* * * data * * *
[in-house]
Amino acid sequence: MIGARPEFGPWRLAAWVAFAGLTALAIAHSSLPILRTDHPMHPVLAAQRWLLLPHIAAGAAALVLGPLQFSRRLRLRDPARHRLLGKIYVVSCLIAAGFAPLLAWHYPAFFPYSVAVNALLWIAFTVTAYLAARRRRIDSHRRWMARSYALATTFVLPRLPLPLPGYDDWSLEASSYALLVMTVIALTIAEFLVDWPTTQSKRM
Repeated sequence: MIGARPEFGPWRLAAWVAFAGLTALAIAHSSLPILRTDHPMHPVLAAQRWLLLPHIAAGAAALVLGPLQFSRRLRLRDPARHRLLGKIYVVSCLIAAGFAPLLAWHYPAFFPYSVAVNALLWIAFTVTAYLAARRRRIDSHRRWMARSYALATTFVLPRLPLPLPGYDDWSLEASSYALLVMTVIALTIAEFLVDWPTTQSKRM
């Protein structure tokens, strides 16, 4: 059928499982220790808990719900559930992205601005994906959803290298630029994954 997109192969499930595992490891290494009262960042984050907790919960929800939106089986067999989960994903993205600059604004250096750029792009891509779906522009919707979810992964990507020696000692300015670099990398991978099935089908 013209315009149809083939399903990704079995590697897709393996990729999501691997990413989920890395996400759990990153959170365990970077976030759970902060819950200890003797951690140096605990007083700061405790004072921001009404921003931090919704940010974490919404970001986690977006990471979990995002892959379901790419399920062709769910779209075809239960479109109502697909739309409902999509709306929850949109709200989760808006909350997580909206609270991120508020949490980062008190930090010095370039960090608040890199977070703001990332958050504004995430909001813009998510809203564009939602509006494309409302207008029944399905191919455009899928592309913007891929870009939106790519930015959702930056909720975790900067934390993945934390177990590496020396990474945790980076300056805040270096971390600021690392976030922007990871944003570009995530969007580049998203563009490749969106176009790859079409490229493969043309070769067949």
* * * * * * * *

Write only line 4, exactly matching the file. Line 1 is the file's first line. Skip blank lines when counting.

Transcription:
């Protein structure tokens, strides 16, 4: 059928499982220790808990719900559930992205601005994906959803290298630029994954 997109192969499930595992490891290494009262960042984050907790919960929800939106089986067999989960994903993205600059604004250096750029792009891509779906522009919707979810992964990507020696000692300015670099990398991978099935089908 013209315009149809083939399903990704079995590697897709393996990729999501691997990413989920890395996400759990990153959170365990970077976030759970902060819950200890003797951690140096605990007083700061405790004072921001009404921003931090919704940010974490919404970001986690977006990471979990995002892959379901790419399920062709769910779209075809239960479109109502697909739309409902999509709306929850949109709200989760808006909350997580909206609270991120508020949490980062008190930090010095370039960090608040890199977070703001990332958050504004995430909001813009998510809203564009939602509006494309409302207008029944399905191919455009899928592309913007891929870009939106790519930015959702930056909720975790900067934390993945934390177990590496020396990474945790980076300056805040270096971390600021690392976030922007990871944003570009995530969007580049998203563009490749969106176009790859079409490229493969043309070769067949």